Photo: Marc Tule
Applications for the "In-house" Weather Analyst
Weather affects a wide range of industries from energy to insurance
to commodities investing. As such, many organizations employ
"in-house" meteorologists and atmospheric scientists. Private sector
scientists are inevitably at the forefront of day-to-day corporate
activities and often lack the time and resources to build background
tools to make them more efficient and effective in their duties.
Some such tools are currently available but not customizable or
operationally supported. Existing tools are also scattered
throughout the world of cyberspace and difficult to locate. SPHEAR
proposes a centralized network of tools such as:
- Real-time performance diagnostics for the primary global,
mesoscale, and tropical forecasting models. Provide the
private-sector meteorologist with a suite of tools to analyze
model skill in real-time. Goal: help the "in-house"
meteorologist produce forecasts more efficiently and
- Tools to better understand the variables that lead to
hemispheric jet-stream patterns within and beyond the two-week
forecast window. Quantify which atmospheric and/or oceanic
signals have the most power to explain significant changes in
global atmospheric patterns within and beyond the two-week
forecast window. Goal: give the "in-house" meteorologist a suite
of products to better predict intra-seasonal weather patterns.
- Multi-model ensemble techniques for weather prediction and probabilistic forecast application. Weather forecast accuracy can be significantly improved using
multi-model ensembles. Probabilistic forecast output makes
industrial application more efficient. Goal: give the "in-house"
meteorologist methods for constructing and communicating
probabilistic temperature forecasts via multi-model ensembles.
Event, Hazard, and Industry Modeling
Private sector science teams often utilize vendor modeling services
and/or models from the government sector. SPHEAR's academic partners
pioneered the underlying research behind many of these models.
Vendor models are often fully proprietary closed systems and the
user has little ability to observe or adjust the internal workings.
Government models are often inflexible with no ability for user
customization. SPHEAR proposes the development of "open source"
models and modules to specifically address industry needs such as:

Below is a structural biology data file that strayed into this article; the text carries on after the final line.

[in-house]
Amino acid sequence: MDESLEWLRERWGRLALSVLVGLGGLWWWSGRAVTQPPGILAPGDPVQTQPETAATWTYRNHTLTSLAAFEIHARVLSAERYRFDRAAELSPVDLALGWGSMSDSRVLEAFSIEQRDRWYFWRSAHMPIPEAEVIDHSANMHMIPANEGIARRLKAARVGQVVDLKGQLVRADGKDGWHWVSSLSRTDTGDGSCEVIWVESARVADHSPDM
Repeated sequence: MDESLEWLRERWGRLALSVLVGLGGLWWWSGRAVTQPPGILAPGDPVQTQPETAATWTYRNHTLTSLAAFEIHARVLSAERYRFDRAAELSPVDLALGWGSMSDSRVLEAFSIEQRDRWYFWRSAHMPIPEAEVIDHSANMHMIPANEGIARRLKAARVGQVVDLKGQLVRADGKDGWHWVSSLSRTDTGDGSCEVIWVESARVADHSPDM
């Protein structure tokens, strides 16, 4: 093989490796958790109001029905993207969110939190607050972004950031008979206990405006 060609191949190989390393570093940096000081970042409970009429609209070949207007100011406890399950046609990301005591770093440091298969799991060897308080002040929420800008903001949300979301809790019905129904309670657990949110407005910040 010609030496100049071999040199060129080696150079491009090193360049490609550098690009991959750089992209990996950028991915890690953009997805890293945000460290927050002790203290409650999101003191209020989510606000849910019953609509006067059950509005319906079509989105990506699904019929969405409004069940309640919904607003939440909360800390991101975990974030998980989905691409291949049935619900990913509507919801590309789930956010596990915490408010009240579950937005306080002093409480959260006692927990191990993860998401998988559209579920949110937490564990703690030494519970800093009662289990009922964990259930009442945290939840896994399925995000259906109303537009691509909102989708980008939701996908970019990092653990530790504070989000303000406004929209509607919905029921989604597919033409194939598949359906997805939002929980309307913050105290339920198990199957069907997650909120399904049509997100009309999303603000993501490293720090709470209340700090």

- Catastrophic Events Leading to Financial Loss. Develop synthetic catalogs of physical hazards; engineering and
damage functions; and financial loss components in an "open
source" environment so as to be fully customizable by the user.
Goal: provide industry a transparent, peer-reviewed, alternative
to vendor catastrophe models.
- Coupled Ocean/Atmosphere Model for Weekly to Seasonal Climate Prediction. Develop research models that emulate and extend the current NCEP
Coupled Forecast System. Goal: provide additional tools and data
toward seasonal and intraseasonal weather prediction.
- Model Business Impact from Weather Events. Direct relationships
exist between weather phenomena (such as temperature) and
industrial applications (such as energy demand). Goal: provide
models that convert primary weather inputs (such as rainy days
in summertime) to important business variables (such as
amusement park ticket sales).
Quantifying Extreme Events
How likely is a deadly heat wave this summer? How often do
catastrophic floods affect densely populated areas? What's the risk
of extreme temperatures in any given winter? What are the odds that
multiple severe hurricanes will move through crucial
energy-production regions in a given year? These are all regular
questions from business leaders to their staff. Yet methodologies
for constructing a robust climatology for such extreme events are
relatively unknown in the private sector. Further, the question as
to how oceanic and atmospheric cycles or climate change itself might
impact such events is unexplained. SPHEAR proposes to quantitatively
address issues such as:
- Temperature and Precipitation Extremes. Quantify the probability
that certain thresholds of extreme heat, extreme cold, or
extreme precipitation would be exceeded in any given year for
specified regions around the world. Further determine the
oceanic and/or atmospheric variables that condition the
base-line probability for such events. Goal: provide tools for
base-line risk assessment and real-time conditional probability
of extreme events.
- Event "Clustering" in Natural Hazards and Extreme Events. Determine whether winter storms, hurricanes, severe
thunderstorms, and/or earthquakes demonstrate grouping or
clustering characteristics. Goal: develop methodologies for
simulating such events in a risk modeling framework.
- Seasonal and Intraseasonal Hurricane Risk. Develop peer-reviewed
and scientifically accepted methodology for determining seasonal
and intraseasonal tropical cyclone risk. Goal: provide real-time
tropical cyclone risk assessment.
Contact the executive director of SPHEAR at email@example.com